Calmino mission trail is a hiker’s dream

It’s California’s take on the 500-mile trek in Spain

Due to the popularity of the recent movie “The Way,” more Americans have become aware of the Camino de Santiago, the 500-mile trek through northern Spain.  What many Californians don’t realize, however, is that we have a Camino of our own right here in the Golden State.

El Camino Real, the Royal Road, the King’s Highway, the mission trail... it goes by all of these names traditionally, but more succinctly, the “Calmino” – the California camino.  It actually bears little resemblance to the Spanish camino, except for its beautiful location and the convenient intervals of churches for stopovers. The Calmino lacks the Spanish trail’s amenities, but there are those who believe the Calmino could someday become a hiker’s dream.  

One of those starry-eyed dreamers is Stephanie Dodaro, a 39-year old freelance copywriter from the Bay area. After a soul-nourishing hike on the Camino de Santiago in Spain in 2011, she returned home, scratching her head and wondering if there was a similar experience to be had in the States.  

That’s when she noticed the mission trail.  Like the Spanish Camino, the California mission trail has a long history and can be broken into discrete segments, each ending with a church.  The problem was, no one in modern memory was walking it. 

The main reason is that asphalt ribbon we call the Highway 101, which covers most of the Calmino, making it less than hospitable to walkers.  

In the 18th century, Spanish missionaries established the California missions about 30 miles apart from each other, a long day’s horseback ride.  Travel between the missions often followed worn Indian trails, so the route itself is more ancient then the padres’ in many places.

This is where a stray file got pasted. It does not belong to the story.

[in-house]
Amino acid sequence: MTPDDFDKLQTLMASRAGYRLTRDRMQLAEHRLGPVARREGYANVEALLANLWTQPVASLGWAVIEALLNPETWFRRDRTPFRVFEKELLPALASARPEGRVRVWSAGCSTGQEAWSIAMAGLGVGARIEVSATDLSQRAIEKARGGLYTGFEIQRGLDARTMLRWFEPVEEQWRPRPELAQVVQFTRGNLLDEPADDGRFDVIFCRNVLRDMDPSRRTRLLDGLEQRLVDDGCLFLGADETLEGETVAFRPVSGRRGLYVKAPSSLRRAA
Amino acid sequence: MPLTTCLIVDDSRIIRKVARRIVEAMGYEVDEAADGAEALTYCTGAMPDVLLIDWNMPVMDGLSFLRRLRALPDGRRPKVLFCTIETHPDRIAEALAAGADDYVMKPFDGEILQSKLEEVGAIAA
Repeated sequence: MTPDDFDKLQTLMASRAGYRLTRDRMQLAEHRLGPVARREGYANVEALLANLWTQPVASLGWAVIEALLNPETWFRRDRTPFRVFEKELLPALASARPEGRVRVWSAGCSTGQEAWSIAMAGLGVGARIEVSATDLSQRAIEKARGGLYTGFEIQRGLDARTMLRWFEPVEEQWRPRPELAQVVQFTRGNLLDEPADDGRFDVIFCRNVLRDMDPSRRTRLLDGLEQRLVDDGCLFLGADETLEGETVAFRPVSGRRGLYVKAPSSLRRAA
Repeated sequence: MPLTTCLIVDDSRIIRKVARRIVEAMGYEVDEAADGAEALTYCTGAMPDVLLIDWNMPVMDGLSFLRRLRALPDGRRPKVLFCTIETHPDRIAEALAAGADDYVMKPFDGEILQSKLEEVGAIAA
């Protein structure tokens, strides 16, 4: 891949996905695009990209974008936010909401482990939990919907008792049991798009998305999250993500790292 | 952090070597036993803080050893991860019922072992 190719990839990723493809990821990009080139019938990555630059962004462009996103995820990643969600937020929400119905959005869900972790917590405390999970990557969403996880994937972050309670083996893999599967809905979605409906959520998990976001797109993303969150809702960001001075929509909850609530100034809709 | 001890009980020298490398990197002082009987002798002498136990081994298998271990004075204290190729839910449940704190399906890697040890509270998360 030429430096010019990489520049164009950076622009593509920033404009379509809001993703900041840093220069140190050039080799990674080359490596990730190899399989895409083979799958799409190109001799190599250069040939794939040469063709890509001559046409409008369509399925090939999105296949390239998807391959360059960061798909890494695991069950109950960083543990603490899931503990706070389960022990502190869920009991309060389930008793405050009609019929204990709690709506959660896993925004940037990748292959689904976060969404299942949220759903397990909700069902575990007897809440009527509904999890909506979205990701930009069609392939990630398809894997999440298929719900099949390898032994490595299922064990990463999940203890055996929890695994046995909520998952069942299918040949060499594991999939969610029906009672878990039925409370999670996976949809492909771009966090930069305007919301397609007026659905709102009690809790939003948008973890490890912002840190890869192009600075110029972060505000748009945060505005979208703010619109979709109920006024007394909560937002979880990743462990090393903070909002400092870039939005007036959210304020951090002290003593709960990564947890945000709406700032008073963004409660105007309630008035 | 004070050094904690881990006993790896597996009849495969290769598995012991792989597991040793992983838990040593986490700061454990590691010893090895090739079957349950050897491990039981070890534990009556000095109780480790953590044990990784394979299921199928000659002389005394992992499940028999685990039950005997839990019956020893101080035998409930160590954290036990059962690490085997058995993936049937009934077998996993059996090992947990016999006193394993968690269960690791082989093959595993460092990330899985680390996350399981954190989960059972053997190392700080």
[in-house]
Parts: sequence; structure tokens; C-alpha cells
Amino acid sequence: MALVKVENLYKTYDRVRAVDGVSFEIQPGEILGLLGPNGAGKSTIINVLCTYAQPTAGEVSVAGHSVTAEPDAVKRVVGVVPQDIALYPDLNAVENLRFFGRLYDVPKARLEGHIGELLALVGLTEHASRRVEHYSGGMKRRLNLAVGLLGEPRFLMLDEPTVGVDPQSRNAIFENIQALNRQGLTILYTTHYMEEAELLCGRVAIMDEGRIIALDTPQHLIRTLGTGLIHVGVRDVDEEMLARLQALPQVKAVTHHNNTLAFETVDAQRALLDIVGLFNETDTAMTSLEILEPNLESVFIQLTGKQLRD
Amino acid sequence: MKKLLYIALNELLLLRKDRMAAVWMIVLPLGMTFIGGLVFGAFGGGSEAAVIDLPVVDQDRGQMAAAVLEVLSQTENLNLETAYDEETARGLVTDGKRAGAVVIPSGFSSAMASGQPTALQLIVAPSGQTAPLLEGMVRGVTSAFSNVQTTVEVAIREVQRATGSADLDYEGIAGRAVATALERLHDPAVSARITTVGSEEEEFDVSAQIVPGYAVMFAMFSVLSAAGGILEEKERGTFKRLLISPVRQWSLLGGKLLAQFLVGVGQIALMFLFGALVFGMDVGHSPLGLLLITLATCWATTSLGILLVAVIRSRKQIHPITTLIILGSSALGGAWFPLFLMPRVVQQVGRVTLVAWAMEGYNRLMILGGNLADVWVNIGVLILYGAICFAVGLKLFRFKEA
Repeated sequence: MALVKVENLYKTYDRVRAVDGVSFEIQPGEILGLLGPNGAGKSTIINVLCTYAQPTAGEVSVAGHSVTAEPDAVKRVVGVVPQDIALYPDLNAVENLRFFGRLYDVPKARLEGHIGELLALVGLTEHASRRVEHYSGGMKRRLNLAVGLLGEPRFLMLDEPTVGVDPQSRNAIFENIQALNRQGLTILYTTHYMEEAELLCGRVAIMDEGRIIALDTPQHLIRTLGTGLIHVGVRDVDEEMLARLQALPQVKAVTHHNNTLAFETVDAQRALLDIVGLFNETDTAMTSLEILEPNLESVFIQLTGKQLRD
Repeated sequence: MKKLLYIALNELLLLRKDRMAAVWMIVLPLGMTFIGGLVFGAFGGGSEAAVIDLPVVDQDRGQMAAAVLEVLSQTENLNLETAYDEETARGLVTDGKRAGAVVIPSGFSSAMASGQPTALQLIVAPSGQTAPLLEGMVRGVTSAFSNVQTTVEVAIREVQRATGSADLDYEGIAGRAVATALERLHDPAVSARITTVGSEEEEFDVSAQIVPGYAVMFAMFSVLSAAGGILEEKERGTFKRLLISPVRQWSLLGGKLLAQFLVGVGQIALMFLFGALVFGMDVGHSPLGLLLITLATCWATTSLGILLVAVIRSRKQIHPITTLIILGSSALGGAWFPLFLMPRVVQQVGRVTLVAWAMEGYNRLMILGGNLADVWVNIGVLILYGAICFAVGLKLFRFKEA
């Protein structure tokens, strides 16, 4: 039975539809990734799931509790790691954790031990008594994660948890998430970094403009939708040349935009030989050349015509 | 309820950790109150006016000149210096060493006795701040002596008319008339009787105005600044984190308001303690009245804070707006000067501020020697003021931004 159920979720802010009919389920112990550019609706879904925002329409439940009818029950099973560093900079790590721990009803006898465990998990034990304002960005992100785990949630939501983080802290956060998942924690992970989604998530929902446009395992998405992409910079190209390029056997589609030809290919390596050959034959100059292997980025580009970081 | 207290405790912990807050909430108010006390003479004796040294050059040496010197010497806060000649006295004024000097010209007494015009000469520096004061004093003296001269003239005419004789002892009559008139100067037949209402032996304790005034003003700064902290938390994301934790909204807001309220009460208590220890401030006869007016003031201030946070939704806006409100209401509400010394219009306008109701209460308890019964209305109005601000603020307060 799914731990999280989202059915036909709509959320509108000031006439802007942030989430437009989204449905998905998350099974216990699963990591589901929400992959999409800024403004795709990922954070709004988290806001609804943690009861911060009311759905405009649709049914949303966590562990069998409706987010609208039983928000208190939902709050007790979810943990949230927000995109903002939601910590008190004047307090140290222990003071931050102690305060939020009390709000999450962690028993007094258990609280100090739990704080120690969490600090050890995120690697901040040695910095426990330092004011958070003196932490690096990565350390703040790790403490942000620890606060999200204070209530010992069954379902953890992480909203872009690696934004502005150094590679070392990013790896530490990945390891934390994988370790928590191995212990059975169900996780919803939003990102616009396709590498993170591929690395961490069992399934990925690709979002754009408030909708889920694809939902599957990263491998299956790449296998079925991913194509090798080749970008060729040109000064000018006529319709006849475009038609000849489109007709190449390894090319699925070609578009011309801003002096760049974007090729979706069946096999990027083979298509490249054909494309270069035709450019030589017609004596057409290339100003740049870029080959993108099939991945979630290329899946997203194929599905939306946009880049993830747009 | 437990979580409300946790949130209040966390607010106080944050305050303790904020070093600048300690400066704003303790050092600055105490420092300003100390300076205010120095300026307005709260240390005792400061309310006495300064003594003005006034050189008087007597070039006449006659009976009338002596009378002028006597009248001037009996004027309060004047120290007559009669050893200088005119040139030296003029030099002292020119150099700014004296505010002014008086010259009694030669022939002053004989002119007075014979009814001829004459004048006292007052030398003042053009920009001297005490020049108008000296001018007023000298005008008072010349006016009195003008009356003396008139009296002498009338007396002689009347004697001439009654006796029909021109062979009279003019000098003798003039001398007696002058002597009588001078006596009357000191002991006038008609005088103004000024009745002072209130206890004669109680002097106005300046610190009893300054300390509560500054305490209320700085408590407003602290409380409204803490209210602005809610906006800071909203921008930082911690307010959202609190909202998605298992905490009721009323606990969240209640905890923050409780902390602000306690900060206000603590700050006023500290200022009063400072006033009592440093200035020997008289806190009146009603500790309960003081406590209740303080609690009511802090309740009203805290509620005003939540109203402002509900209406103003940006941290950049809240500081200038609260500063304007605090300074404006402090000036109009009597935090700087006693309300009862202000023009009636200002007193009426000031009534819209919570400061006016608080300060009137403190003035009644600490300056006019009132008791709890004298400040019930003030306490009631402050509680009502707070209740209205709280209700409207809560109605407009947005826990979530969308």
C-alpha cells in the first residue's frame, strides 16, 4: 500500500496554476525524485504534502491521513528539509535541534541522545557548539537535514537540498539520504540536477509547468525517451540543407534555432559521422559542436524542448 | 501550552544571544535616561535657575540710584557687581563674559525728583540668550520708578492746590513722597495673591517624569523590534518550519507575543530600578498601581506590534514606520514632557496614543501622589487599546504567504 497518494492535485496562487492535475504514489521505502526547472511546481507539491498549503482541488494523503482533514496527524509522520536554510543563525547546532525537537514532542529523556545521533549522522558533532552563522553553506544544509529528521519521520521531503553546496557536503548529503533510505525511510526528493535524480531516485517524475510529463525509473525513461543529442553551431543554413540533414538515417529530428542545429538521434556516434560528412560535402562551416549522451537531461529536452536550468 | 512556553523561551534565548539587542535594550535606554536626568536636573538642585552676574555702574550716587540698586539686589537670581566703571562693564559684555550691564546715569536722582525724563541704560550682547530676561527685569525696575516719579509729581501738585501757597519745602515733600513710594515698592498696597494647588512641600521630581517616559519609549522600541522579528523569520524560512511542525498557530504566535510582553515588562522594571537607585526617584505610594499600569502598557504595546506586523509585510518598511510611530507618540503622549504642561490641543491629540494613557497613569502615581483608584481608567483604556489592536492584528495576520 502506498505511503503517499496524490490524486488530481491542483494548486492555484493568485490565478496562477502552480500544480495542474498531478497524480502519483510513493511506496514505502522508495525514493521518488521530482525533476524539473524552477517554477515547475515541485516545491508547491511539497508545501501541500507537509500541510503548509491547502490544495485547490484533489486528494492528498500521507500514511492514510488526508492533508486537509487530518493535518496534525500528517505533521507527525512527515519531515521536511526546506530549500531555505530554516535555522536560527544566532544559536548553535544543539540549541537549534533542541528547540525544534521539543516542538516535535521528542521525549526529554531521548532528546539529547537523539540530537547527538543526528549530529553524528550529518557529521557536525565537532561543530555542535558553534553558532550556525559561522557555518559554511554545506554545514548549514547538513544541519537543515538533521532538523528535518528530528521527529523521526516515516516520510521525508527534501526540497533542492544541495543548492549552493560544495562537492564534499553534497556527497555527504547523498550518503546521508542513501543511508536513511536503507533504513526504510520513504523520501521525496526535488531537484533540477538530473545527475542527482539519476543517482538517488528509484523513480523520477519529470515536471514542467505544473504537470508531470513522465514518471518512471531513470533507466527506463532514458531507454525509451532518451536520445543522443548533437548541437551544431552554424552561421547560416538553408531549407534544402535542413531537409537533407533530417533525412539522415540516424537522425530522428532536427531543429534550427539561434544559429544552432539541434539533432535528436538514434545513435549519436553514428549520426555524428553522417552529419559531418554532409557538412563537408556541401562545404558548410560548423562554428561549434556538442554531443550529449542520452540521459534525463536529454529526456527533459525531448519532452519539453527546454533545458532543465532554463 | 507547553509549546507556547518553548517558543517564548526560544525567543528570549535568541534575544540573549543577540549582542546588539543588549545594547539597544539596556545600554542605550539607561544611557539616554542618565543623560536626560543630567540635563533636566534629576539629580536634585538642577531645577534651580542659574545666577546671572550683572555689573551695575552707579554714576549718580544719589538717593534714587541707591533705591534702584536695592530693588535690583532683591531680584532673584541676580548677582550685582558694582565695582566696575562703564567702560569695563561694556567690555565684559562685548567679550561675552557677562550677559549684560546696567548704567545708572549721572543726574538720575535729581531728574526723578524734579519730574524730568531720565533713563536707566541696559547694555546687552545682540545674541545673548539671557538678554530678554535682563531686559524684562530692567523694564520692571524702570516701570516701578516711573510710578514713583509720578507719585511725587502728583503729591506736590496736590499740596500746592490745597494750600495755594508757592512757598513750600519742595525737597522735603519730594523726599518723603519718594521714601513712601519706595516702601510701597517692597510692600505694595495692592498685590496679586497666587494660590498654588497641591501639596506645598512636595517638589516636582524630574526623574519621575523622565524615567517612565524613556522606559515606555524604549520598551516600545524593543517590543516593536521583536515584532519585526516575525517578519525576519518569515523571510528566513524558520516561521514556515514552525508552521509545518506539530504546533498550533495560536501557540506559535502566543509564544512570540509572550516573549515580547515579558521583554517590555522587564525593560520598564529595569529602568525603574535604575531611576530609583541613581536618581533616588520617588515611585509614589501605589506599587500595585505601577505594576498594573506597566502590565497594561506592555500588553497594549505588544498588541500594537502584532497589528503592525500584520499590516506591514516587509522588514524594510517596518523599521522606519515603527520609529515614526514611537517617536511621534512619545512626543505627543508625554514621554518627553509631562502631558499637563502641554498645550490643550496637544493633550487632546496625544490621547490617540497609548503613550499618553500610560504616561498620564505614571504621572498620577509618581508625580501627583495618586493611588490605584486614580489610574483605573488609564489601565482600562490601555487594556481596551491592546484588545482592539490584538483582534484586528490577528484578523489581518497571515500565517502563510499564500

This brings up another difference between the Spanish camino and our Calmino: safety.  Spaniards have hosted pilgrims for a millennium and have a sense of protection over the trail.  California, lacking reverence for the history of the trail and not accustomed to pilgrims, does not provide that sort of vigilance. 

Besides the danger of two-legged animals, other wildlife co-habits the trail.  Dodaro walked the entire 800 miles looking over her shoulder for mountain lions, her particular bête noire, but it would also be possible to encounter bears, rattlesnakes, and skunks along the way.  

More dangerous than wildlife is automobile traffic.  At present, the route requires walkers to cover many miles on the shoulder of highways.  

Dodaro set out to hike the 800-mile Calmino from the northernmost Mission San Francisco Solano in Sonoma to Mission San Diego de Alcala in the south.  The trek took 55 days.  

Dodaro’s hope is that if more people hike the Calmino, demand for safer trails, affordable lodging and access to water will grow... in other words, the Calmino might become as friendly to hikers as the Spanish Camino (which is a hefty source of tourist revenue to the nation of Spain, if any state politicians happen to be reading).

More hikers along the Calmino might also save the missions.  Maintenance costs and building retrofit demands have threatened several of the historic buildings and, as the Spanish already know, pilgrims mean income.